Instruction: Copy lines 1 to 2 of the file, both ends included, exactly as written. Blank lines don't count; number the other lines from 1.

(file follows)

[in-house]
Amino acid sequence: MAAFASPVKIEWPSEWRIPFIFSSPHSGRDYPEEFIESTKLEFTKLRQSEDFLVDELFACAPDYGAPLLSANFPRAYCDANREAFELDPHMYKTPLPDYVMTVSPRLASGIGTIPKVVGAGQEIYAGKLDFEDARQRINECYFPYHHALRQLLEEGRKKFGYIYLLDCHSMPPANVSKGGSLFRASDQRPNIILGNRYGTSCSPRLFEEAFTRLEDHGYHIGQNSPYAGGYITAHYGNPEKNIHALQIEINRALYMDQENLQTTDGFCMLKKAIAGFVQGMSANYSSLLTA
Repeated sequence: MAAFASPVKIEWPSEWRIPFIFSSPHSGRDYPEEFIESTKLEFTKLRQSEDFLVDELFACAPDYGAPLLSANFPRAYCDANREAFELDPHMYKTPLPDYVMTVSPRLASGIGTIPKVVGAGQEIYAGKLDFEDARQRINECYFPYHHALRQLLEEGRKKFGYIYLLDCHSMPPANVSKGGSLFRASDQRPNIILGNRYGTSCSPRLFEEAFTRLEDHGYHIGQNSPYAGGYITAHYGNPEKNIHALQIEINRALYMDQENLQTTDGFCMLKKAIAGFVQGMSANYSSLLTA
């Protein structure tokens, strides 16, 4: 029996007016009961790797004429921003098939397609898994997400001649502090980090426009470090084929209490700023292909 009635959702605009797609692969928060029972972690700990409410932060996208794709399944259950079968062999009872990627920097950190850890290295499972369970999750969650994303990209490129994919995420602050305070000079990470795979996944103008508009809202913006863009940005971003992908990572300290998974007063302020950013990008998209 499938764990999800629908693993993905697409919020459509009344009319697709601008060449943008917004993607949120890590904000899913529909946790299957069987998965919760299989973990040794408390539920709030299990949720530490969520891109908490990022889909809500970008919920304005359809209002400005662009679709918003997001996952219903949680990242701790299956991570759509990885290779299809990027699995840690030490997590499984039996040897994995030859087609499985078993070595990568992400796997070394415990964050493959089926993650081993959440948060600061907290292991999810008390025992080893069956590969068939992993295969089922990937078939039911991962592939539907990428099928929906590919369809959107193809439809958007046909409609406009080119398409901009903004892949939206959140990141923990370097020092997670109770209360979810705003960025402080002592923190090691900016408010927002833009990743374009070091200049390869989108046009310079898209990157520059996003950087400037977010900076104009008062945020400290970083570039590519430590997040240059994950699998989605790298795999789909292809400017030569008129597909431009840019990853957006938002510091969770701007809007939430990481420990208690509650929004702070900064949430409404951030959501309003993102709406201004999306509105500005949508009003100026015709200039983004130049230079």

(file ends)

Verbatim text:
[in-house]
Amino acid sequence: MAAFASPVKIEWPSEWRIPFIFSSPHSGRDYPEEFIESTKLEFTKLRQSEDFLVDELFACAPDYGAPLLSANFPRAYCDANREAFELDPHMYKTPLPDYVMTVSPRLASGIGTIPKVVGAGQEIYAGKLDFEDARQRINECYFPYHHALRQLLEEGRKKFGYIYLLDCHSMPPANVSKGGSLFRASDQRPNIILGNRYGTSCSPRLFEEAFTRLEDHGYHIGQNSPYAGGYITAHYGNPEKNIHALQIEINRALYMDQENLQTTDGFCMLKKAIAGFVQGMSANYSSLLTA